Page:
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Soil respiration and net N mineralization along a climate gradient in MaineAuthor(s): Jeffery A. Simmons; Ivan J. Fernandez; Russell D. Briggs
Source: In: Hom, John; Birdsey, Richard; O'Brian, Kelly, eds. Proceedings 1995 meeting of the northern global change program; Gen. Tech. Rep. NE-214. Radnor, PA: U. S. Department of Agriculture, Forest Service, Northeastern Forest Experiment Station: 140-145.
Publication Series: General Technical Report (GTR)
Station: Northeastern Research Station
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DescriptionOur objective was to determine the influence of temperature and moisture on soil respiration and net N mineralization in northeastern forests. The study consisted of sixteen deciduous stands located along a regional climate gradient within Maine. A significant portion of the variance in net N mineralization (41 percent) and respiration (33 percent) was predicted by temperature. The fraction of explained variance (r?) was much higher when data were partitioned by region or by individual sites (as high as 80 percent). This suggests that temperature is a strong predictor of respiration and net N mineralization within climate zones, but additional environmental factors become important at a larger landscape scale. The slope of the relationship between respiration and temperature was significantly greater in the Northern and Central regions than in the Southern and Coastal regions, suggesting that soil biota are more sensitive to temperature in the former. Soil moisture was a poor predictor, probably because moisture is infrequently and transiently limiting in these forests.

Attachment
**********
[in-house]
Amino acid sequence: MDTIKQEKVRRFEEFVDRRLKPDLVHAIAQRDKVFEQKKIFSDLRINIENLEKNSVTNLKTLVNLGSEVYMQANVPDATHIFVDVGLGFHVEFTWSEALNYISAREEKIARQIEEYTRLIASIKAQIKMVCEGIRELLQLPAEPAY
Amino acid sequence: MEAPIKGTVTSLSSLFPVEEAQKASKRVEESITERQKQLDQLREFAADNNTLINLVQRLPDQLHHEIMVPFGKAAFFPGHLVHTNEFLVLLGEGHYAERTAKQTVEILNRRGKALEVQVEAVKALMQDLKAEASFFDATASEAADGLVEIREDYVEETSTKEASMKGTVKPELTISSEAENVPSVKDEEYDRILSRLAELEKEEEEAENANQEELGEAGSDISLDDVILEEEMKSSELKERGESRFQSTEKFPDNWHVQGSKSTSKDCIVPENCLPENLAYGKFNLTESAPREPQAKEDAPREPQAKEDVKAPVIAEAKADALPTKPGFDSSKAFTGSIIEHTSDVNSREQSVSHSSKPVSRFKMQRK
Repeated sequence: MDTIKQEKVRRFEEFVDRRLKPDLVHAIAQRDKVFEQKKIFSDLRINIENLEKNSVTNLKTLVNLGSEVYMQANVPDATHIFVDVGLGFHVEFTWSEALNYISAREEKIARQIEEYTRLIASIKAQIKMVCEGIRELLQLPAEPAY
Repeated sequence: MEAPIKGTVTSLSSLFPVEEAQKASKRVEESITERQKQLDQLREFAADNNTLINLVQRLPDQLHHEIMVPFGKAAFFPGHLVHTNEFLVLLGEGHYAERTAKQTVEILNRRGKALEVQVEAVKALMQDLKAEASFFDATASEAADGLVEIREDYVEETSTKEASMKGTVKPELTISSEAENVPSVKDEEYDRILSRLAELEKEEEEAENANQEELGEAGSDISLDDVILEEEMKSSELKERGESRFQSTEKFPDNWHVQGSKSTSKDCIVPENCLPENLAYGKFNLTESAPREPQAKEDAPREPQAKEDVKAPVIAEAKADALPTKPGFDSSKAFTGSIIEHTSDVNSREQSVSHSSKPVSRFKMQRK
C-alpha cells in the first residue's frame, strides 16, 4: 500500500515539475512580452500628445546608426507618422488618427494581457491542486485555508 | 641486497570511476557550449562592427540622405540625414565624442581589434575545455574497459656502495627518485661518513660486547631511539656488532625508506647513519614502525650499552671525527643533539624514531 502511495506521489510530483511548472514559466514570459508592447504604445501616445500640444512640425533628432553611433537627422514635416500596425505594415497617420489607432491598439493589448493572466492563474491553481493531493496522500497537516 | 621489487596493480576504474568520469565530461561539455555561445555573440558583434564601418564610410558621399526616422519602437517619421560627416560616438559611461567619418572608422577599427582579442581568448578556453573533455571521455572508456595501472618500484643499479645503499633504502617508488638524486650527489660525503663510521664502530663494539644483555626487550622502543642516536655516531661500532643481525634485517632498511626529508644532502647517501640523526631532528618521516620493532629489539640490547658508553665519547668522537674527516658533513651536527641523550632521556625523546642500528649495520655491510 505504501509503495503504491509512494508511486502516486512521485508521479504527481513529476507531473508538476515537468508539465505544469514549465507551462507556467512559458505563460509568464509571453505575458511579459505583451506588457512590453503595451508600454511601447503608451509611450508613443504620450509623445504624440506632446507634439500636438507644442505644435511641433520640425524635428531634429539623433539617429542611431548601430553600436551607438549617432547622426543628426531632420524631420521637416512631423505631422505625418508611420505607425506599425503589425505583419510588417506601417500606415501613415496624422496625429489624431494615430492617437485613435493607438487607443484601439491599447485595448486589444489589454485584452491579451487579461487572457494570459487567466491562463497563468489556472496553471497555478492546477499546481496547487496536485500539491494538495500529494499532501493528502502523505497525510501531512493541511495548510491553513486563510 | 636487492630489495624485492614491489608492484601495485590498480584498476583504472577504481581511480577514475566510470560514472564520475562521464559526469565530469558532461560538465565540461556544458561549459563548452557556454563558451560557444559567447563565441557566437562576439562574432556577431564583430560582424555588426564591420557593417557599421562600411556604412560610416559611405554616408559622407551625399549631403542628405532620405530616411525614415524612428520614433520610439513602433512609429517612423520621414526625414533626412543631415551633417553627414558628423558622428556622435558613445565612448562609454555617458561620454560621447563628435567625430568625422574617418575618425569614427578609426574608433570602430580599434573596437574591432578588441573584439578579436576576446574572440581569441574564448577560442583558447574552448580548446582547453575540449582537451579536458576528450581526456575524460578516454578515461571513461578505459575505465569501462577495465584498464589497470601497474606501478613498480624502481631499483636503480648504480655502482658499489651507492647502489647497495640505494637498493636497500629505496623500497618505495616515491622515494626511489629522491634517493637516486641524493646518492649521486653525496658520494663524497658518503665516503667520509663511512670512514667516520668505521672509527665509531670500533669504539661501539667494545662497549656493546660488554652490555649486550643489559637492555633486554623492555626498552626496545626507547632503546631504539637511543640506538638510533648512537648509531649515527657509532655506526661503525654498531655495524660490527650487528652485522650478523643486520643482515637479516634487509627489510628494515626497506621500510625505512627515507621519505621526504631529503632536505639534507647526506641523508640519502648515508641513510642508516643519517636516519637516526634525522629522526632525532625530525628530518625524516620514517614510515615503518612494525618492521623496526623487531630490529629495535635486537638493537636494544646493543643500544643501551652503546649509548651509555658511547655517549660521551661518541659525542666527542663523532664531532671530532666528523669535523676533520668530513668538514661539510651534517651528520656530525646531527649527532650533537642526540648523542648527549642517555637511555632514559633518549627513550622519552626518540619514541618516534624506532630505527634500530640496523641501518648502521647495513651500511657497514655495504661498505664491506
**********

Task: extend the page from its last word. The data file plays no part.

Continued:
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CitationSimmons, Jeffery A.; Fernandez, Ivan J.; Briggs, Russell D. 1996. Soil respiration and net N mineralization along a climate gradient in Maine. In: Hom, John; Birdsey, Richard; O''Brian, Kelly, eds. Proceedings 1995 meeting of the northern global change program; Gen. Tech. Rep. NE-214. Radnor, PA: U. S. Department of Agriculture, Forest Service, Northeastern Forest Experiment Station: 140-145.
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